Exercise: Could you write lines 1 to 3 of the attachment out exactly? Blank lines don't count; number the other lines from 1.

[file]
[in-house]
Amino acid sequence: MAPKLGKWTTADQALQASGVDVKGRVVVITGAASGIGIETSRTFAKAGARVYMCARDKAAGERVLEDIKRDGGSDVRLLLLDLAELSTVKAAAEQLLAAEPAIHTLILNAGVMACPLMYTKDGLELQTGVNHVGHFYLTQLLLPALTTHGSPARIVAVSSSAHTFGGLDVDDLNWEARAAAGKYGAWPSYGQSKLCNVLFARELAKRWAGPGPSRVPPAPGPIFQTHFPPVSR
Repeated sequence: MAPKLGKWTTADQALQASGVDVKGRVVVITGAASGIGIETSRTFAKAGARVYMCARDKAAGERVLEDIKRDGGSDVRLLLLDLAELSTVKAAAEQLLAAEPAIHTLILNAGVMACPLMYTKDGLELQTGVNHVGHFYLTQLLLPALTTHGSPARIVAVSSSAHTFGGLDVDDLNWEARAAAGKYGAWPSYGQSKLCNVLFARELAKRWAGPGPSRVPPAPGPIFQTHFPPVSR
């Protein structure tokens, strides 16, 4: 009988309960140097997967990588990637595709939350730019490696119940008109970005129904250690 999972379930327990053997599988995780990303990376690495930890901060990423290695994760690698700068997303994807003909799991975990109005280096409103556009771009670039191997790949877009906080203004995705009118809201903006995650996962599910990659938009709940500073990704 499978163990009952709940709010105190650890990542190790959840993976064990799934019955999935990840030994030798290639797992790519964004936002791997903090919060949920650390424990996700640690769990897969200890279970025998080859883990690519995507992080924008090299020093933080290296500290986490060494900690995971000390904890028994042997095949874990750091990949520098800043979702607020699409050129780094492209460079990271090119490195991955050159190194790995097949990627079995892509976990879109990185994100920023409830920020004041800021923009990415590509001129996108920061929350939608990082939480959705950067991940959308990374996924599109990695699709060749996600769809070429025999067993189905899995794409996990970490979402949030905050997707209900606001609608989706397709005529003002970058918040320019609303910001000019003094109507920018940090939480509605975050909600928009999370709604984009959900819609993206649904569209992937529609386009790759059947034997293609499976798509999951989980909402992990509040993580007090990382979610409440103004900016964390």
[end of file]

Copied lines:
[in-house]
Amino acid sequence: MAPKLGKWTTADQALQASGVDVKGRVVVITGAASGIGIETSRTFAKAGARVYMCARDKAAGERVLEDIKRDGGSDVRLLLLDLAELSTVKAAAEQLLAAEPAIHTLILNAGVMACPLMYTKDGLELQTGVNHVGHFYLTQLLLPALTTHGSPARIVAVSSSAHTFGGLDVDDLNWEARAAAGKYGAWPSYGQSKLCNVLFARELAKRWAGPGPSRVPPAPGPIFQTHFPPVSR
Repeated sequence: MAPKLGKWTTADQALQASGVDVKGRVVVITGAASGIGIETSRTFAKAGARVYMCARDKAAGERVLEDIKRDGGSDVRLLLLDLAELSTVKAAAEQLLAAEPAIHTLILNAGVMACPLMYTKDGLELQTGVNHVGHFYLTQLLLPALTTHGSPARIVAVSSSAHTFGGLDVDDLNWEARAAAGKYGAWPSYGQSKLCNVLFARELAKRWAGPGPSRVPPAPGPIFQTHFPPVSR